If a particular lien release form does not include language stating identified issues can be reserved by listing them, the contractor (or subcontractor) should add (interline) express reservations before signing and submitting the release. If insufficient space is available on the form, a notation should be added to the form stating reserved claims are identified on an accompanying sheet. Always keep file copies of signed lien release forms and their attachments.

    It is reasonable and proper for an owner to require a general contractor (or a general contractor to require a subcontractor) to sign a release of known, unreserved claims as a condition of payment (assuming the contract requires it). However, it is not reasonable to require a contractor (or subcontractor) to release expressly reserved claim items to obtain payment for work already under contract and performed.

    Conversely, it is just as unreasonable (and often a breach of contract) to refuse to sign the lien releases, to delete the waiver language from them, or to insert language purporting to make non-specific, general reservations, rather than to make specific reservations of identified incidents. Doing so would defeat the legitimate purpose of compelling disclosure of known, unresolved issues. Whether a description of a particular issue is sufficiently clear to preserve it will depend on the circumstances of the event and the wording used. As a general proposition, the more specific, the better.

    The contractor (or subcontractor) may be provided with two release forms, one labeled “conditional” and the other “unconditional.”

    The “conditional lien release” is intended for routine progress payments before the work is completed and before final payment is requested. The second, “unconditional lien release,” is intended for use only after completion of the work when final payment is requested.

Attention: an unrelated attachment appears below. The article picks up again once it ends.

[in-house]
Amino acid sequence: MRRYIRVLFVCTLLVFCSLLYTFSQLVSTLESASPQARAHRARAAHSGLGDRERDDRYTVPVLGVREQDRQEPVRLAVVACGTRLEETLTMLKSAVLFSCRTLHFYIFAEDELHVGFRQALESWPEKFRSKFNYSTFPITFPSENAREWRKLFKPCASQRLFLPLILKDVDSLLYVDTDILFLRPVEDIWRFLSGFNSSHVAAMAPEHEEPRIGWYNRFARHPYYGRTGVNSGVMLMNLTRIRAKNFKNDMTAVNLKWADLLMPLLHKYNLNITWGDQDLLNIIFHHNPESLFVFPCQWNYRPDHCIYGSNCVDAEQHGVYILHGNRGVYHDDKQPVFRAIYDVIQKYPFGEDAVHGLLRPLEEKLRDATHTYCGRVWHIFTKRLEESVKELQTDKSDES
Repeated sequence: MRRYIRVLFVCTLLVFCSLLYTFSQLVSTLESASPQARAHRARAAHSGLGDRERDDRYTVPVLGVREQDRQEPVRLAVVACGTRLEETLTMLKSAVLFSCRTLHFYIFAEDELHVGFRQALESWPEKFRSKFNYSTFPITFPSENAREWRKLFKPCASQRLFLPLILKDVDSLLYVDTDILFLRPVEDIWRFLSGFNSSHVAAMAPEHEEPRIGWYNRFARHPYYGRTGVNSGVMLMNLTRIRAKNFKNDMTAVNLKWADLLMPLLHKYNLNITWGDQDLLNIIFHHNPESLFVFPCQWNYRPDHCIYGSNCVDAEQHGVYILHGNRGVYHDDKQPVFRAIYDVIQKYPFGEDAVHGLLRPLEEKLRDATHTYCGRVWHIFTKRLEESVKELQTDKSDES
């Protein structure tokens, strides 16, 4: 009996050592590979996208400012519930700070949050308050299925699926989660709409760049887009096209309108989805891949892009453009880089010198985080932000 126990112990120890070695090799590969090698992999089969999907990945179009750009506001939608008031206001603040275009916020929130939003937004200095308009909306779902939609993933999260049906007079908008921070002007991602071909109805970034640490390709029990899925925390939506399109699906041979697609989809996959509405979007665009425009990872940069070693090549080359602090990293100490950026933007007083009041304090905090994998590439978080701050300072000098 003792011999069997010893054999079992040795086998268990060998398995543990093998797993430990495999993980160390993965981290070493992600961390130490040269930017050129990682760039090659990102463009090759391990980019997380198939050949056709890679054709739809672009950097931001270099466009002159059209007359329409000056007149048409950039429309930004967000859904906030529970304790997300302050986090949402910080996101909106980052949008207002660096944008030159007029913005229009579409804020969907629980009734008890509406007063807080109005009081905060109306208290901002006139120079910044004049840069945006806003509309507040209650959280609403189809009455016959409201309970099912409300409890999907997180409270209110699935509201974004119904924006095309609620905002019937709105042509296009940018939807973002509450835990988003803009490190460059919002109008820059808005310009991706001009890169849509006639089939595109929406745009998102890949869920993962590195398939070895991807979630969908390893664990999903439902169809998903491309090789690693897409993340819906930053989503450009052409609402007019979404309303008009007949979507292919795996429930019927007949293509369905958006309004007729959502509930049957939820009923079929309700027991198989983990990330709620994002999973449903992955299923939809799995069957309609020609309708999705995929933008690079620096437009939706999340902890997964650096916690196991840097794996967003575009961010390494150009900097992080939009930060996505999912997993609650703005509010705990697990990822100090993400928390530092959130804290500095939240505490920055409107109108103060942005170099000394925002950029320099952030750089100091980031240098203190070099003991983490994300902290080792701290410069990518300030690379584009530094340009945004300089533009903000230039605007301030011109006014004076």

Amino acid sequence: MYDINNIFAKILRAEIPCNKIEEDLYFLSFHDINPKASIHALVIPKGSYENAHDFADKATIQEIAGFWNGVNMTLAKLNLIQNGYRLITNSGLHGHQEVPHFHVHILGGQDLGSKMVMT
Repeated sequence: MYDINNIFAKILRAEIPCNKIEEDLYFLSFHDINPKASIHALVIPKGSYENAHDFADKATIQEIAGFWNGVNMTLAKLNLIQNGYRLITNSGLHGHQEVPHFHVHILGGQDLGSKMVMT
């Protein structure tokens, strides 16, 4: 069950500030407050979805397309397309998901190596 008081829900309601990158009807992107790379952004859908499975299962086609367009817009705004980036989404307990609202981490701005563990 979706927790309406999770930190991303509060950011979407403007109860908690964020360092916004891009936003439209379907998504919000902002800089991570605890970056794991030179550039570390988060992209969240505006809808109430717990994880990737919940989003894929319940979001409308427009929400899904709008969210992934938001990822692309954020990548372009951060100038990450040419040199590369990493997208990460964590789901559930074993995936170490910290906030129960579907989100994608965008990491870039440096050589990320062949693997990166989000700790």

The conditional lien release (for routine progress payments) usually includes language only waiving claim rights for incidents that arose before the date of the pay request, not for incidents arising later. (They also normally include language reserving the right to payment of retainage.)

    The unconditional lien release (for final payment) usually includes language waiving claim rights for all incidents throughout the project.

    The two alternative release forms are often seen printed side-by-side on a single sheet within narrow-lined boxes.

    Whether on one sheet or two, the contractor (or subcontractor) should sign only one of these forms per pay application — never both. Unless the application being submitted is for final payment, only sign the conditional lien release. If the pay application is for final payment, only sign the unconditional lien release. But before signing either, always consider whether any unresolved issues exist that should be reserved from the waiver and, if so, insert wording on the form identifying and reserving them.

    The above advice is general only and should not be relied upon without first obtaining the advice of competent legal counsel.

    Terry Marston is an attorney with the Kirkland construction law firm of Marston Legal PLLC. He has represented general contractors, subcontractors and custom fabricators in Washington and Alaska for 30 years.